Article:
Safety, Features & Pricing

Being a low-volume sports car, the Corvette lacks crash-test ratings. Standard safety features include front and seat-mounted side airbags, plus the required antilock brakes and electronic stability system . Click hereto see a full list.

Standard features include power-adjustable leather seats, dual-zone automatic climate control and 18-inch front and 19-inch rear alloy wheels. The base CD stereo includes steering-wheel audio controls but only an auxiliary MP3 player jack. Higher trims add USB/iPod capability, Bose audio, a navigation system and Bluetooth phone connectivity (without audio streaming). Options include 19-inch front and 20-inch rear wheels, heated seats and a leather-wrapped dashboard.

The Corvette has a wide price range. The base coupe starts around $50,000, while a loaded ZR1 can top $140,000 when you include supercar extras like a customer-selectable VIN ($5,000) and a guided trip to GM's Performance Build Center in Wixom, Mich., to join 22 GM employees as they assemble your car's V-8 ($5,800, plus airfare).

Corvette in the Market

Chevrolet will unveil a seventh-generation Corvette, the C7, for 2014. No doubt it will address the dreadful interior and dated electronics. But even in the C6's twilight years, the car holds unmistakable appeal. Indeed, GM sold more than 7,000 through the first half of 2012. That's more than the Porsche 911, and it handily beats the BMW Z4, Mercedes-Benz SLK-Class, Nissan GT-R and Jaguar XK combined . Among niche sports cars, the 'Vette holds a sort of mass appeal. Pitfalls notwithstanding, it's easy to see why.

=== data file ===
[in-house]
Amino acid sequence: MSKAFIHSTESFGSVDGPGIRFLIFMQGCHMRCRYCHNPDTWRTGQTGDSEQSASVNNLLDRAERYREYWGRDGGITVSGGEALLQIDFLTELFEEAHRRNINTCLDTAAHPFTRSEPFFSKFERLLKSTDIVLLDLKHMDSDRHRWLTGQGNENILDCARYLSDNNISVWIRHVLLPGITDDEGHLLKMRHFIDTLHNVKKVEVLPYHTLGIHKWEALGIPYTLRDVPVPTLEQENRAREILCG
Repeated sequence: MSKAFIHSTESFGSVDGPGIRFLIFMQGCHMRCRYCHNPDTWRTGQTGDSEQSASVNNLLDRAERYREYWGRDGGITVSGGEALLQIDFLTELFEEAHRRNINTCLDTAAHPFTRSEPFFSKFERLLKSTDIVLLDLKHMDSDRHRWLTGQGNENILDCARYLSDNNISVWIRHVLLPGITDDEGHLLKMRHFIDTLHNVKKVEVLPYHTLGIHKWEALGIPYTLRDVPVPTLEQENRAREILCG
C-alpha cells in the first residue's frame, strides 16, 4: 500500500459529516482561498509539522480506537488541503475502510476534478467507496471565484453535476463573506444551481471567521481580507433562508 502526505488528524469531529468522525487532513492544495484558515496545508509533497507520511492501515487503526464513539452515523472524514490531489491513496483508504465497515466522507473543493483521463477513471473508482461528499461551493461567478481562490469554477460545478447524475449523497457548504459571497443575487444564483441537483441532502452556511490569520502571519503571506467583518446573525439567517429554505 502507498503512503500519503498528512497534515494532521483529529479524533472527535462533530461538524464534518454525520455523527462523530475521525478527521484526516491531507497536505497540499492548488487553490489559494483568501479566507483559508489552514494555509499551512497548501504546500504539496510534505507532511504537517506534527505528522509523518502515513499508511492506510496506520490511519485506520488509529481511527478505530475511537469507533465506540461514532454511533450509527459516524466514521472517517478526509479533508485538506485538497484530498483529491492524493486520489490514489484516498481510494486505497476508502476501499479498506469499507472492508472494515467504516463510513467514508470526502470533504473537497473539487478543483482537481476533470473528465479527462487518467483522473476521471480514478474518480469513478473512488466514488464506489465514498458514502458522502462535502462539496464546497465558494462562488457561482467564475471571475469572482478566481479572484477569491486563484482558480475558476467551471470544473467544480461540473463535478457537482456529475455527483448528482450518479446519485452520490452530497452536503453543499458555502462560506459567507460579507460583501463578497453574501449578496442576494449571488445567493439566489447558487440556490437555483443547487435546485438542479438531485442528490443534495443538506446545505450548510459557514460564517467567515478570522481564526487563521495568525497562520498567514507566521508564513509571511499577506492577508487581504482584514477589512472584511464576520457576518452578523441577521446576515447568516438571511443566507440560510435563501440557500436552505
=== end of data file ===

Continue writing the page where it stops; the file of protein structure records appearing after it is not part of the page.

Photo Courtesy of Evan Sears

The current Corvette debuted in January 2004, but it still turns heads. That was especially true in our convertible, whose $1,095 60th Anniversary Package includes white paint and a ZR1-style ground spoiler. A second option package (which requires the first) adds racing stripes, but it runs a steep $850.

Photo Courtesy of Evan Sears

Why a power top isn't standard on a $75,000-plus convertible is beyond me. The one on our Corvette 427 came in an option package. It stores beneath a painted tonneau cover that powers into place over the folded top, but you'll have to loosen a manual latch before putting the top down and latch it after putting the top up. What's more, it doesn't work when the car is moving.

Photo Courtesy of Chevrolet

The base Corvette (above) has clean lines, while the ZR1 (2) comes awash in carbon fiber. Its roof, lower lip spoiler, hood and side skirts are made from the lightweight material. The raised hood incorporates a window that shows the engine. A ZL1-style front lip spoiler is optional on the coupe.